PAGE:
14. Chemmanur, Thomas J & Fulghieri, Paolo, 1999. "A Theory of the Going-Public Decision," Review of Financial Studies, Society for Financial Studies, vol. 12(2), pages 249-79.
  15. Aghion, Philippe & Tirole, Jean, 1994. "The Management of Innovation," The Quarterly Journal of Economics, MIT Press, vol. 109(4), pages 1185-1209, November.
  16. Steven J. Davis & John C. Haltiwanger & Kyle Handley & Ron S. Jarmin & Josh Lerner & Javier Miranda, 2013. "Private Equity, Jobs, and Productivity," NBER Working Papers 19458, National Bureau of Economic Research, Inc.
  17. Ritter, Jay R., 1987. "The costs of going public," Journal of Financial Economics, Elsevier, vol. 19(2), pages 269-281, December.
  18. Steven N. Kaplan & Per Strömberg, 2008. "Leveraged Buyouts and Private Equity," NBER Working Papers 14207, National Bureau of Economic Research, Inc.
  19. Aghion, Philippe & Tirole, Jean, 1994. "On the Management of Innovation," IDEI Working Papers 36, Institut d'Économie Industrielle (IDEI), Toulouse.
  20. Antoine Faure-Grimaud, 2004. "Public Trading and Private Incentives," Review of Financial Studies, Society for Financial Studies, vol. 17(4), pages 985-1014.
  21. Hirukawa, Masayuki & Ueda, Masako, 2008. "Venture Capital and Industrial ''Innovation''," CEPR Discussion Papers 7089, C.E.P.R. Discussion Papers.
  22. Thomas J. Chemmanur & Shan He & Debarshi K. Nandy, 2010. "The Going-Public Decision and the Product Market," Review of Financial Studies, Society for Financial Studies, vol. 23(5), pages 1855-1908.
  23. Holmstrom, Bengt & Tirole, Jean, 1993. "Market Liquidity and Performance Monitoring," Journal of Political Economy, University of Chicago Press, vol. 101(4), pages 678-709, August.
  24. Faure-Grimaud, Antoine & Gromb, Denis, 2000. "Public Trading and Private Incentives," CEPR Discussion Papers 2505, C.E.P.R. Discussion Papers.
  25. Nick Bloom & Carol Propper & Stephan Seiler & John Van Reenen, 2010. "Management practices in the NHS," CentrePiece - The Magazine for Economic Performance 305, Centre for Economic Performance, LSE.
  26. Lee, Inmoo & et al, 1996. "The Costs of Raising Capital," Journal of Financial Research, Southern Finance Association & Southwestern Finance Association, vol. 19(1), pages 59-74, Spring.
  27. Arnoud W. A. Boot & Radhakrishnan Gopalan & Anjan V. Thakor, 2006. "The Entrepreneur's Choice between Private and Public Ownership," Journal of Finance, American Finance Association, vol. 61(2), pages 803-836, 04.
  28. Kallunki, Juha-Pekka & Nilsson, Henrik & Hellström, Jörgen, 2009. "Why do insiders trade? Evidence based on unique data on Swedish insiders," Journal of Accounting and Economics, Elsevier, vol. 48(1), pages 37-53, October.
Full references (including those not matched with items on IDEAS)

Citations

Citations are extracted by the CitEc Project, subscribe to its RSS feed for this item.
as in new window

Cited by:
  1. Bernstein, Shai, 2012. "Does Going Public Affect Innovation?," Research Papers 2126, Stanford University, Graduate School of Business.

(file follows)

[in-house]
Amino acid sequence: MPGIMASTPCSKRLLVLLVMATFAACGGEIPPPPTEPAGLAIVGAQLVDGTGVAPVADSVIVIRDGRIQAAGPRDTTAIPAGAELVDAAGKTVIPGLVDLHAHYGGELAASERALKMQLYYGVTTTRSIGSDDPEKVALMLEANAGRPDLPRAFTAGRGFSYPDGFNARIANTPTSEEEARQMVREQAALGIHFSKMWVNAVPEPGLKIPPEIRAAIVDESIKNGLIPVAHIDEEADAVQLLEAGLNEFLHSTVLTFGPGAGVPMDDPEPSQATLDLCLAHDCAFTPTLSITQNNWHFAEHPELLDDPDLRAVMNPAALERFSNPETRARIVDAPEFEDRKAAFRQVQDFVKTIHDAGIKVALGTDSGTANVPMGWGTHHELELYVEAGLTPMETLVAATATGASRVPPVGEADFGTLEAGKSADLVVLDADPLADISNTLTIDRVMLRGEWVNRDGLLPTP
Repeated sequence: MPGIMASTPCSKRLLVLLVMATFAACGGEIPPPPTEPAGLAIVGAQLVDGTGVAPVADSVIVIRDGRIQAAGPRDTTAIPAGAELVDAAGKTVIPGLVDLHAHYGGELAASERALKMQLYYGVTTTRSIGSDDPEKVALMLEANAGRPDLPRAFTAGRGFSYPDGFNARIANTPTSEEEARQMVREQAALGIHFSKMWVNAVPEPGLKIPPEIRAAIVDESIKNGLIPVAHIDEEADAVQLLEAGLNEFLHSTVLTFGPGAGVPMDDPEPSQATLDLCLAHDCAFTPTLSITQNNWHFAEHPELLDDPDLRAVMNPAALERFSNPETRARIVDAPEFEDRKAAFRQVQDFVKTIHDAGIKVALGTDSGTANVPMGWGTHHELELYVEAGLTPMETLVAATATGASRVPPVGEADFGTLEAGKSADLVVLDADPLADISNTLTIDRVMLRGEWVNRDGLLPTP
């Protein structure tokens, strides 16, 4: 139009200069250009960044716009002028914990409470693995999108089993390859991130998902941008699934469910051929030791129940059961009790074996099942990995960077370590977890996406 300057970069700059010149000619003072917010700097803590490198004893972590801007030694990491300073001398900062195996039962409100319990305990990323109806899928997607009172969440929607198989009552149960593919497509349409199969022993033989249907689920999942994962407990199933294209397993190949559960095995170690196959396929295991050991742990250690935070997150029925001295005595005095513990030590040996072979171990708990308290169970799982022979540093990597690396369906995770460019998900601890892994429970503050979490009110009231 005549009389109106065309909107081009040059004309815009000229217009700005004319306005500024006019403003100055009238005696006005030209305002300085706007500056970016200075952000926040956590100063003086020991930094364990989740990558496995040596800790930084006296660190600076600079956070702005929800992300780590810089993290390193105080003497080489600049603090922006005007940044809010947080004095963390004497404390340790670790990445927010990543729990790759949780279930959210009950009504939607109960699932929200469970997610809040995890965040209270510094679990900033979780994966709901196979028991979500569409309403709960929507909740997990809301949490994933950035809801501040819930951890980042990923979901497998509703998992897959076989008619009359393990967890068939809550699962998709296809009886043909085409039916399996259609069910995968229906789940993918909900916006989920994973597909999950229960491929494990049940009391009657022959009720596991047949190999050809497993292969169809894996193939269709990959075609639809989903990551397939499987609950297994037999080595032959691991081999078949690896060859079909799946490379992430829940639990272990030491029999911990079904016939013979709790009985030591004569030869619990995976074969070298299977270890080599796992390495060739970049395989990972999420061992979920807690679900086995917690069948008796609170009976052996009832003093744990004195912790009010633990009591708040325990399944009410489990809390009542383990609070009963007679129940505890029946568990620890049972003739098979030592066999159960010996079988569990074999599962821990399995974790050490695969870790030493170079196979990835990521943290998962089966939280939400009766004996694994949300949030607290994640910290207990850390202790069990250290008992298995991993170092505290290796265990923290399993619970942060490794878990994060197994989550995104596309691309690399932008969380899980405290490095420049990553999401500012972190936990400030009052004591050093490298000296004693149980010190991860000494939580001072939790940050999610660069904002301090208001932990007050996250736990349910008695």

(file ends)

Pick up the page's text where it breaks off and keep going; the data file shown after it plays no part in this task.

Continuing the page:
2. Viral V. Acharya & Zhaoxia Xu, 2013. "Financial Dependence and Innovation: The Case of Public versus Private Firms," NBER Working Papers 19708, National Bureau of Economic Research, Inc.
  3. M. Battisti & F. Belloc & M. Del Gatto, 2012. "Unbundling technology adoption and tfp at the firm level. Do intangibles matter?," Working Paper CRENoS 201233, Centre for North South Economic Research, University of Cagliari and Sassari, Sardinia.
  4. Ramana Nanda & Matthew Rhodes-Kropf, 2013. "Innovation and the Financial Guillotine," NBER Working Papers 19379, National Bureau of Economic Research, Inc.
  5. Hsu, Po-Hsuan & Tian, Xuan & Xu, Yan, 2014. "Financial development and innovation: Cross-country evidence," Journal of Financial Economics, Elsevier, vol. 112(1), pages 116-135.
  6. Claudio Loderer & René Stulz & Urs Waelchli, 2013. "Limited Managerial Attention and Corporate Aging," NBER Working Papers 19428, National Bureau of Economic Research, Inc.

Lists

This item is not listed on Wikipedia, on a reading list or among the top items on IDEAS.

Statistics

Access and download statistics

Corrections

When requesting a correction, please mention this item's handle: RePEc:cpr:ceprdp:7750. See general information about how to correct material in RePEc.

For technical questions regarding this item, or to correct its authors, title, abstract, bibliographic or download information, contact: ().

If you have authored this item and are not yet registered with RePEc, we encourage you to do it here. This allows to link your profile to this item. It also allows you to accept potential citations to this item that we are uncertain about.

If references are entirely missing, you can add them using this form.

If the full references list an item that is present in RePEc, but the system did not link to it, you can help with this form.

If you know of missing items citing this one, you can help us creating those links by adding the relevant references in the same way as above, for each refering item. If you are a registered author of this item, you may also want to check the "citations" tab in your profile, as there may be some citations waiting for confirmation.

Please note that corrections may take a couple of weeks to filter through the various RePEc services.